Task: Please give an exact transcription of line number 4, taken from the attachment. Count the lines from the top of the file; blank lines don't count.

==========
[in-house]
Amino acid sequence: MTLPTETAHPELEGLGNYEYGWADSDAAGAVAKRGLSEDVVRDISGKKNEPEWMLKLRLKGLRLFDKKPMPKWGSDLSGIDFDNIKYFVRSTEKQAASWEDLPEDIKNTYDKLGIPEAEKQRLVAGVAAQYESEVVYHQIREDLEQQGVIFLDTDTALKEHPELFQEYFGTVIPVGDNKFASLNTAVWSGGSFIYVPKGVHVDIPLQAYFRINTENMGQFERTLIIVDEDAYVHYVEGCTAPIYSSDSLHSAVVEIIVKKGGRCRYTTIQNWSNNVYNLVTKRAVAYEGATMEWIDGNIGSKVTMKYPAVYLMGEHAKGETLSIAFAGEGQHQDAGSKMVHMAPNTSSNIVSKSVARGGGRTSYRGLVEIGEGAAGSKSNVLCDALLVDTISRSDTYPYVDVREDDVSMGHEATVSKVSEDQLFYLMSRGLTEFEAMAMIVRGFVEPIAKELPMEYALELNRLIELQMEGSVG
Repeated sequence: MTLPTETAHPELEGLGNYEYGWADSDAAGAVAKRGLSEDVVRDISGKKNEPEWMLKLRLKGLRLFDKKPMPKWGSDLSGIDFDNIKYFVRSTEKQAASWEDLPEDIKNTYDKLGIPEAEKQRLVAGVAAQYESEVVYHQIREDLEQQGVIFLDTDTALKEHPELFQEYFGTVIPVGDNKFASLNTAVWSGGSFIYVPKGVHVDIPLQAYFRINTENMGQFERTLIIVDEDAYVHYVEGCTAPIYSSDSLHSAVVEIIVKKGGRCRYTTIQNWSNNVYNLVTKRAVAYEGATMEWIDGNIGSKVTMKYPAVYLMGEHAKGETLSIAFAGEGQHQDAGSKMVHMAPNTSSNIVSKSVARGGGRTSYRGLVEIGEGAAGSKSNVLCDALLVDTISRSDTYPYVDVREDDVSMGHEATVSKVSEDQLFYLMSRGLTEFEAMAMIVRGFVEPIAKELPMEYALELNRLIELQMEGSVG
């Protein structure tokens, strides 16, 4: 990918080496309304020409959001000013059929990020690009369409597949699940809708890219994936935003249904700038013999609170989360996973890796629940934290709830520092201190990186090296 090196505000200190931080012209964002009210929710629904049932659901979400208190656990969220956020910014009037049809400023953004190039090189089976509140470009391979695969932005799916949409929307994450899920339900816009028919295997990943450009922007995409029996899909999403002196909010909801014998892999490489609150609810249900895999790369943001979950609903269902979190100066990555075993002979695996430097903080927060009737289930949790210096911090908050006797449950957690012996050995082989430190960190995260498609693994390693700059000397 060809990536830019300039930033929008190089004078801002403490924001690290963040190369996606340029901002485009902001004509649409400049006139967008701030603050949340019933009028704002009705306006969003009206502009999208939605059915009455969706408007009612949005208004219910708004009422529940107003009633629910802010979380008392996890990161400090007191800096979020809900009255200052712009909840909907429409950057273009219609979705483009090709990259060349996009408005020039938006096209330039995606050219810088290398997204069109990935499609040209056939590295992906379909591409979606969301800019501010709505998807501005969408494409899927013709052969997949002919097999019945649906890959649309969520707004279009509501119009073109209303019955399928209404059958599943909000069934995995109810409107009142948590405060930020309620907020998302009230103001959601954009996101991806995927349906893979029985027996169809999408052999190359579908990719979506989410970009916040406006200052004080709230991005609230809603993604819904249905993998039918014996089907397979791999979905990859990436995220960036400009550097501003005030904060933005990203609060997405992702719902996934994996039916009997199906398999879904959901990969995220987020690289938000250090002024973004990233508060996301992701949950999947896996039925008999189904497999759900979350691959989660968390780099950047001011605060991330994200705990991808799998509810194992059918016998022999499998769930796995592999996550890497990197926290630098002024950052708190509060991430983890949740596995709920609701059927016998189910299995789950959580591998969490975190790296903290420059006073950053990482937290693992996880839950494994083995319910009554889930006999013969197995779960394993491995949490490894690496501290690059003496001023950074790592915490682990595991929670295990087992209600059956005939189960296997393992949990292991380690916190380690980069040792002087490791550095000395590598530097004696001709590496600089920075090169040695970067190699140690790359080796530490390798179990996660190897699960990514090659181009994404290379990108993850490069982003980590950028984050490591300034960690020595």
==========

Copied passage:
């Protein structure tokens, strides 16, 4: 990918080496309304020409959001000013059929990020690009369409597949699940809708890219994936935003249904700038013999609170989360996973890796629940934290709830520092201190990186090296 090196505000200190931080012209964002009210929710629904049932659901979400208190656990969220956020910014009037049809400023953004190039090189089976509140470009391979695969932005799916949409929307994450899920339900816009028919295997990943450009922007995409029996899909999403002196909010909801014998892999490489609150609810249900895999790369943001979950609903269902979190100066990555075993002979695996430097903080927060009737289930949790210096911090908050006797449950957690012996050995082989430190960190995260498609693994390693700059000397 060809990536830019300039930033929008190089004078801002403490924001690290963040190369996606340029901002485009902001004509649409400049006139967008701030603050949340019933009028704002009705306006969003009206502009999208939605059915009455969706408007009612949005208004219910708004009422529940107003009633629910802010979380008392996890990161400090007191800096979020809900009255200052712009909840909907429409950057273009219609979705483009090709990259060349996009408005020039938006096209330039995606050219810088290398997204069109990935499609040209056939590295992906379909591409979606969301800019501010709505998807501005969408494409899927013709052969997949002919097999019945649906890959649309969520707004279009509501119009073109209303019955399928209404059958599943909000069934995995109810409107009142948590405060930020309620907020998302009230103001959601954009996101991806995927349906893979029985027996169809999408052999190359579908990719979506989410970009916040406006200052004080709230991005609230809603993604819904249905993998039918014996089907397979791999979905990859990436995220960036400009550097501003005030904060933005990203609060997405992702719902996934994996039916009997199906398999879904959901990969995220987020690289938000250090002024973004990233508060996301992701949950999947896996039925008999189904497999759900979350691959989660968390780099950047001011605060991330994200705990991808799998509810194992059918016998022999499998769930796995592999996550890497990197926290630098002024950052708190509060991430983890949740596995709920609701059927016998189910299995789950959580591998969490975190790296903290420059006073950053990482937290693992996880839950494994083995319910009554889930006999013969197995779960394993491995949490490894690496501290690059003496001023950074790592915490682990595991929670295990087992209600059956005939189960296997393992949990292991380690916190380690980069040792002087490791550095000395590598530097004696001709590496600089920075090169040695970067190699140690790359080796530490390798179990996660190897699960990514090659181009994404290379990108993850490069982003980590950028984050490591300034960690020595």